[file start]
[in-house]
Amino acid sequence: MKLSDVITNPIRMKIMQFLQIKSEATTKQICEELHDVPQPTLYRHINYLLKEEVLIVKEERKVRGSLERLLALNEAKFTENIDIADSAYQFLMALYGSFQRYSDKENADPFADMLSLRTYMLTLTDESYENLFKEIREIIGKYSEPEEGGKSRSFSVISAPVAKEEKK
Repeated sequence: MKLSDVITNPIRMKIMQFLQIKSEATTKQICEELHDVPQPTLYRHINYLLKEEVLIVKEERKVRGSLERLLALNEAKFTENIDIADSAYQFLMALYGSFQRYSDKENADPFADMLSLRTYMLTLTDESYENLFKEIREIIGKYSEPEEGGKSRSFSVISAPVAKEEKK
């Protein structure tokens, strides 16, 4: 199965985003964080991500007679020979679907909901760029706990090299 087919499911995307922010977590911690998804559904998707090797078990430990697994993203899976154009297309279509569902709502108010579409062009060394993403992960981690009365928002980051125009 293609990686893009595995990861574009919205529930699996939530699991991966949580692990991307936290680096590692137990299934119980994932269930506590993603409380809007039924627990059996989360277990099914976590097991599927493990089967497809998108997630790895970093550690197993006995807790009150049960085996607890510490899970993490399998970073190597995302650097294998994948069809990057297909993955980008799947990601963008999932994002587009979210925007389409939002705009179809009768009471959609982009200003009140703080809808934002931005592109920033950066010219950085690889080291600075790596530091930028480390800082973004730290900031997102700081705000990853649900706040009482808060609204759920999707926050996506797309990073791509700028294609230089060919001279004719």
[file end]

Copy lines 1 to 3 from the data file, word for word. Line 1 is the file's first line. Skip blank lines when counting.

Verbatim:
[in-house]
Amino acid sequence: MKLSDVITNPIRMKIMQFLQIKSEATTKQICEELHDVPQPTLYRHINYLLKEEVLIVKEERKVRGSLERLLALNEAKFTENIDIADSAYQFLMALYGSFQRYSDKENADPFADMLSLRTYMLTLTDESYENLFKEIREIIGKYSEPEEGGKSRSFSVISAPVAKEEKK
Repeated sequence: MKLSDVITNPIRMKIMQFLQIKSEATTKQICEELHDVPQPTLYRHINYLLKEEVLIVKEERKVRGSLERLLALNEAKFTENIDIADSAYQFLMALYGSFQRYSDKENADPFADMLSLRTYMLTLTDESYENLFKEIREIIGKYSEPEEGGKSRSFSVISAPVAKEEKK